At Black Oak, we talk a lot about community. It’s more than a warm, fuzzy bit of lip service. It’s our town. It’s our county. And we’re serious about this place and its people. I was born and raised here. I love it here. I count amongst my neighbors a world of lifelong friends and lots of family.
“Did you evacuate?”
“Is your family safe?”
“What’s going on up there?”
I woke up to texts from friends around the Bay Area, not yet aware of the historic wildfires ravaging our neighbors just a few miles north in Redwood and Potter Valleys, taking homes, memories, and lives. Seeing the mayhem of flames and suffocating smoke, I jumped into high gear, doing what I could to help my community. What should’ve started with a routine Monday, the week unfolded to see my family ranch hosting more than a dozen folks evacuated in the fires. My family and I are looking around at what we have and seeing what we can share to ease the burden, offer some shelter, and bring some relief. But there’s only so many we can help.
Turning my attention to Black Oak, Jon and I agreed that we had to do as much as possible. But, what can a small coffee company do for its hometown? How can we help our neighbors when they need it most? At our core, we do two things at Black Oak: roast quality coffees and prepare good drinks for customers at the café. While we believe those things are important, and bring joy to lots of people, it was clear that the exceptional fire devastation required an exceptional response from us all.
...what can a small coffee company do for its hometown? How can we help our neighbors when they need it most?
That first day, standing in the café, I saw confusion, anguish, and exhaustion. I saw folks wandering in the parking lot, checking their phones for messages from friends and family. I saw hurt, and I felt it too. While most of us at Black Oak escaped any real loss, a member of our work family had her home, and all in it, taken. She showed up for her shift as scheduled, barefoot, but ready to serve beautiful coffees to people that could use a little break. She’s passionate about what we do, but more than loving her job, she needed a distraction from her new reality. Of course, we ran out and got her some shoes, but that’s only the beginning of her getting back to normal, and it’s only the beginning of our support.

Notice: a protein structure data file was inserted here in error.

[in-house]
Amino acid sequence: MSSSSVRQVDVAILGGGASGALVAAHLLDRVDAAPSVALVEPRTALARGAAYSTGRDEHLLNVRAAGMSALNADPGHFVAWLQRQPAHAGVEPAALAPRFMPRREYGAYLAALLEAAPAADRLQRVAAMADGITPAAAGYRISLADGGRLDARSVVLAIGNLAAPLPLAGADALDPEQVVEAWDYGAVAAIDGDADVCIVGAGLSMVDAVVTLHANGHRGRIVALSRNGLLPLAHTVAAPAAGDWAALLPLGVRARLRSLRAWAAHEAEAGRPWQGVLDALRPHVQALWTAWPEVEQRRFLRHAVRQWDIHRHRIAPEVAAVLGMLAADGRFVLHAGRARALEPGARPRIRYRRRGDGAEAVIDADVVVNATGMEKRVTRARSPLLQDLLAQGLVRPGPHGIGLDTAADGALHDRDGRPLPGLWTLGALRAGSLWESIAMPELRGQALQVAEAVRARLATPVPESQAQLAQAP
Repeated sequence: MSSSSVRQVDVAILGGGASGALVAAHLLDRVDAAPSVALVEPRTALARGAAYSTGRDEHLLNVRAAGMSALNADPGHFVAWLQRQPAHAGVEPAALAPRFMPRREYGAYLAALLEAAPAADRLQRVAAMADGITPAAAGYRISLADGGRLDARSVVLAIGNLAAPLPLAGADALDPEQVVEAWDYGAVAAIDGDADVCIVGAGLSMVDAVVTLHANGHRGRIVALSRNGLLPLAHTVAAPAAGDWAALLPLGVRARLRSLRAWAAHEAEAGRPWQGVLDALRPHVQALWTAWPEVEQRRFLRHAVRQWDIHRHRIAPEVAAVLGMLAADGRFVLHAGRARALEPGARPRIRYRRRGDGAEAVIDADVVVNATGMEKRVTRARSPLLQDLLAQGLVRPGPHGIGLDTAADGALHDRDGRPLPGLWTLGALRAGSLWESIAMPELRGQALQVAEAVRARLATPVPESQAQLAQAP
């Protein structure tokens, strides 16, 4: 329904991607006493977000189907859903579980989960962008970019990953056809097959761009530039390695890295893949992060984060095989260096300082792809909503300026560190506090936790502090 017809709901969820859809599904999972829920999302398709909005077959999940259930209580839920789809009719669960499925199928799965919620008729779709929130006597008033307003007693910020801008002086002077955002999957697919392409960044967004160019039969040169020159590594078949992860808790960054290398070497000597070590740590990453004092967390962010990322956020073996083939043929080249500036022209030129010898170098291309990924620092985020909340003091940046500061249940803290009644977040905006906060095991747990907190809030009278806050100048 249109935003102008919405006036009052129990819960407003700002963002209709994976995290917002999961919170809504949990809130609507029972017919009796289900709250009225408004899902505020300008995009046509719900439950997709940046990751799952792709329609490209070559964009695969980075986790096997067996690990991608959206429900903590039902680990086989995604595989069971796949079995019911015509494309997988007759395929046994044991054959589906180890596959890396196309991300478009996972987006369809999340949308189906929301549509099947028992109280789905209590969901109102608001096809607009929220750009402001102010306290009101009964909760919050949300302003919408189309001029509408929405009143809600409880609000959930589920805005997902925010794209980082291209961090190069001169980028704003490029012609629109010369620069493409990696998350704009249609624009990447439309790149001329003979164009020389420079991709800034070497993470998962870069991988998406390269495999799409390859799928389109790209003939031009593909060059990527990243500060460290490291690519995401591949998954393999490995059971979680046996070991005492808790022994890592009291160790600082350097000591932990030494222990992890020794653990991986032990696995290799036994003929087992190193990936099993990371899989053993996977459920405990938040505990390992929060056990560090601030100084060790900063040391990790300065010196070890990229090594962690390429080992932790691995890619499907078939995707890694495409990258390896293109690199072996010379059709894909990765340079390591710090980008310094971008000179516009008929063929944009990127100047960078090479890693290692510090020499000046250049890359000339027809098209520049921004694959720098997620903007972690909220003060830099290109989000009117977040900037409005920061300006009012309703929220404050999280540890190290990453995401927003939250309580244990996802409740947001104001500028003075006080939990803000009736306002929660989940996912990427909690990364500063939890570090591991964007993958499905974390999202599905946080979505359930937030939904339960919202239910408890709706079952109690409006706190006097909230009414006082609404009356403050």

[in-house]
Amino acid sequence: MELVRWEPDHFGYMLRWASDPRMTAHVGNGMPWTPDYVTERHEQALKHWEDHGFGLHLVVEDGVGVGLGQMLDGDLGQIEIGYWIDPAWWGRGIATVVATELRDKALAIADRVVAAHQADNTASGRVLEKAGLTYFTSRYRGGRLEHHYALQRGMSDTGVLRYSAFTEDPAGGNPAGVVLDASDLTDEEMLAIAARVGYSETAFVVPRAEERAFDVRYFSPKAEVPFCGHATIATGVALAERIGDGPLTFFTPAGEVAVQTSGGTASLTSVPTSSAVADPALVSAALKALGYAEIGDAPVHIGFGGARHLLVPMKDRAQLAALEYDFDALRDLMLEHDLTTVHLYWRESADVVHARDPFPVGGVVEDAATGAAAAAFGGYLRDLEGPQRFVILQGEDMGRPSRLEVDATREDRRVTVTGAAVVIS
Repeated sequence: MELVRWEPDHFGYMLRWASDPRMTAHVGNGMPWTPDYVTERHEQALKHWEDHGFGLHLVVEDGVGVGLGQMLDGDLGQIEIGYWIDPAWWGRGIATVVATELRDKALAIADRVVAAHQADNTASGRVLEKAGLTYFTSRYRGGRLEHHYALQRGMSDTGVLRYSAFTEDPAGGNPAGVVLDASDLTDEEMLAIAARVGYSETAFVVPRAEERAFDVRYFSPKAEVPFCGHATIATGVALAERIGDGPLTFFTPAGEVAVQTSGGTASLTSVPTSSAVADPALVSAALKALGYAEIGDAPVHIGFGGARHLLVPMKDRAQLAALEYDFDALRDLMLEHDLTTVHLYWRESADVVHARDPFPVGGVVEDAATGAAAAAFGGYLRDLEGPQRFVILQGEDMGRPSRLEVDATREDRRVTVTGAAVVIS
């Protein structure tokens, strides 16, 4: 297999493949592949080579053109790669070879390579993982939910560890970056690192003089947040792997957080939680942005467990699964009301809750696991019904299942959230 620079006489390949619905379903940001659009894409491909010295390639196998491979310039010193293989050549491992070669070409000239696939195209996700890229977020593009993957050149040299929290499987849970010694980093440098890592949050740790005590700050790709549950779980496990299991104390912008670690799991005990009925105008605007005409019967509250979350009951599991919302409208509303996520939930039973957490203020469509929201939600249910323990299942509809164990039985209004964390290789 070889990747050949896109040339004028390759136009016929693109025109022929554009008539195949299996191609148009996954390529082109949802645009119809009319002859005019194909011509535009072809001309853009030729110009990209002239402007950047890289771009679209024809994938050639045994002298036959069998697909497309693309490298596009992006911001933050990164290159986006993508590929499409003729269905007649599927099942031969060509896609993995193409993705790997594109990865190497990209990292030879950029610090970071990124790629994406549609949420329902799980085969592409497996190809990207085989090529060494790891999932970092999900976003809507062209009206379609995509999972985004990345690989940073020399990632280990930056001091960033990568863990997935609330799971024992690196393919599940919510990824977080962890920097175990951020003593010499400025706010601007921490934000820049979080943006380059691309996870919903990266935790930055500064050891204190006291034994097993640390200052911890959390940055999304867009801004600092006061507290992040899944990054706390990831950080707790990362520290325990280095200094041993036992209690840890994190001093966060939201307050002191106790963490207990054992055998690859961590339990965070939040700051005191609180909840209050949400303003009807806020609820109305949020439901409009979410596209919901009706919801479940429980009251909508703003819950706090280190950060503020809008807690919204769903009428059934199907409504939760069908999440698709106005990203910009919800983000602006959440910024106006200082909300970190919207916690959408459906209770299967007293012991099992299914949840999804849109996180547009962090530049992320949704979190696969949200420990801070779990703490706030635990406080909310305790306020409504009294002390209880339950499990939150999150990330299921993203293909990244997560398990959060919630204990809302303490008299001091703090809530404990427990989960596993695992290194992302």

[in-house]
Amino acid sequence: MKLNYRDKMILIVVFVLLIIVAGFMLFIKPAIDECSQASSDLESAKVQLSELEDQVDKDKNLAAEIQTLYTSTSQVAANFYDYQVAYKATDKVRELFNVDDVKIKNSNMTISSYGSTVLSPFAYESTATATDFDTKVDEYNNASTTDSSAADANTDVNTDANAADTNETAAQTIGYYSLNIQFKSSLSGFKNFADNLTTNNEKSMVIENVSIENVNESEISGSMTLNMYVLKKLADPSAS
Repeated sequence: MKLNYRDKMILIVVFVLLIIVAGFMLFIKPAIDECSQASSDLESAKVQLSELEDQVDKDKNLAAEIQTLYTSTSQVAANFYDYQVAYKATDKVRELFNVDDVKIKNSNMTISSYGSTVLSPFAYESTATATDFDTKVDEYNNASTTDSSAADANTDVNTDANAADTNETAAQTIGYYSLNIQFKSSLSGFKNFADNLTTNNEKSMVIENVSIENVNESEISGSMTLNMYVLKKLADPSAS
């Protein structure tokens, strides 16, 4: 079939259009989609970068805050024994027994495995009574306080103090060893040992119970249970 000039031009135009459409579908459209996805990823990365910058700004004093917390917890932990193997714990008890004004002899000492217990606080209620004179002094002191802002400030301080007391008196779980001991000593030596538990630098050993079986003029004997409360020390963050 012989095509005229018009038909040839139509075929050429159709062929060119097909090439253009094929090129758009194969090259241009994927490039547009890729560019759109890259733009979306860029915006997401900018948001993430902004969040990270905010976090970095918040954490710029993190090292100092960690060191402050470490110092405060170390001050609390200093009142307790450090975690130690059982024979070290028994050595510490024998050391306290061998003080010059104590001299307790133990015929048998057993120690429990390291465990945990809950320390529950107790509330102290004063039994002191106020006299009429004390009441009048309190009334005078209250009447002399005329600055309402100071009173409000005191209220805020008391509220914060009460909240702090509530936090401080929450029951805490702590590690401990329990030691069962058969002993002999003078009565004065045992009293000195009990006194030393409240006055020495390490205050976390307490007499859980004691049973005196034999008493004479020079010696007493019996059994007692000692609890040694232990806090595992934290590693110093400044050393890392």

Jon and I talked, and we knew we had to do more than just keep serving coffee, even if we were a welcome oasis for many of our regulars. So, we started collecting all brewed coffee sales for that first week and donated 100% of the proceeds to the Mendocino Foundation Relief Fund.
While all this was happening, we were slated to head to Portland, OR, for a trip we'd been planning for months. A coffee mecca, Portland was playing host to Coffee Fest, a big industry conference, and the America’s Best Espresso Competition. I’ve always believed strongly that you can tell a lot about a town by it’s coffee. In the last few years, we’ve brought our coffees far beyond Ukiah, and come back with accolades for the work we do at Black Oak. These competitions are a perfect place for us to really represent our passion for coffee and our hometown. The spotlight is a nice reward for our efforts, but in our little way, we’re bringing a taste of Ukiah to folks who couldn’t find our town on a map — and that’s pretty great.
We’d been planning this trip, to participate in this prestigious competition, but of course, the fire didn’t care about that. As wildfires raged throughout Mendocino and Sonoma counties, we had to make the call, and we decided we’d honor the hard work and dedication of our roasters and baristas by making the trip to Portland.
And we won.
Black Oak is Ukiah, Black Oak is Mendocino County. To take home top honors, having our Ethiopia Chelelektu named America’s Best Espresso, is to bring some much deserved attention to all the good stuff that comes from this place. At every coffee event, we meet tons of new people, and in turn, they meet Ukiah too. Going head to head against the best coffee roasters in the U.S., our team showed what Ukiah is all about: great people, great talent, and great craft.
Going head to head against the best coffee roasters in the U.S., our team showed what Ukiah is all about: great people, great talent, and great craft.
Steve Cuevas (our head roaster and key ingredient in our win), and I had the idea to donate the prize money and help out our neighbors back home. Combined with our drip coffee sales, we’ve raised $4,179 for the Disaster Fund for Mendocino County. I’ve never been more proud. I’m proud of my colleagues for their victory, I’m proud of Black Oak for its commitment to quality, and I’m proud to be a part of this remarkable community. All of them.
Our work isn’t done and Mendocino County is still reeling from the fires, but all of us at Black Oak will be here helping out until we’re all whole again. If you have something to give, contact Disaster Fund for Mendocino County at (707) 468-9882 or online at communityfound.org.
Elizabeth Archer / Carson & Bees
Reading this made me cry for about the hundredth time in the last two weeks. Many of those tears have been from sadness, but many more have been from the overwhelming pride and joy I feel as a member of this community. Black Oak is just about the best representation of that pride and joy I can think of! Quality people doing quality work with integrity and love. Keep it up, Black Oak.
You ALL make me so very PROUD.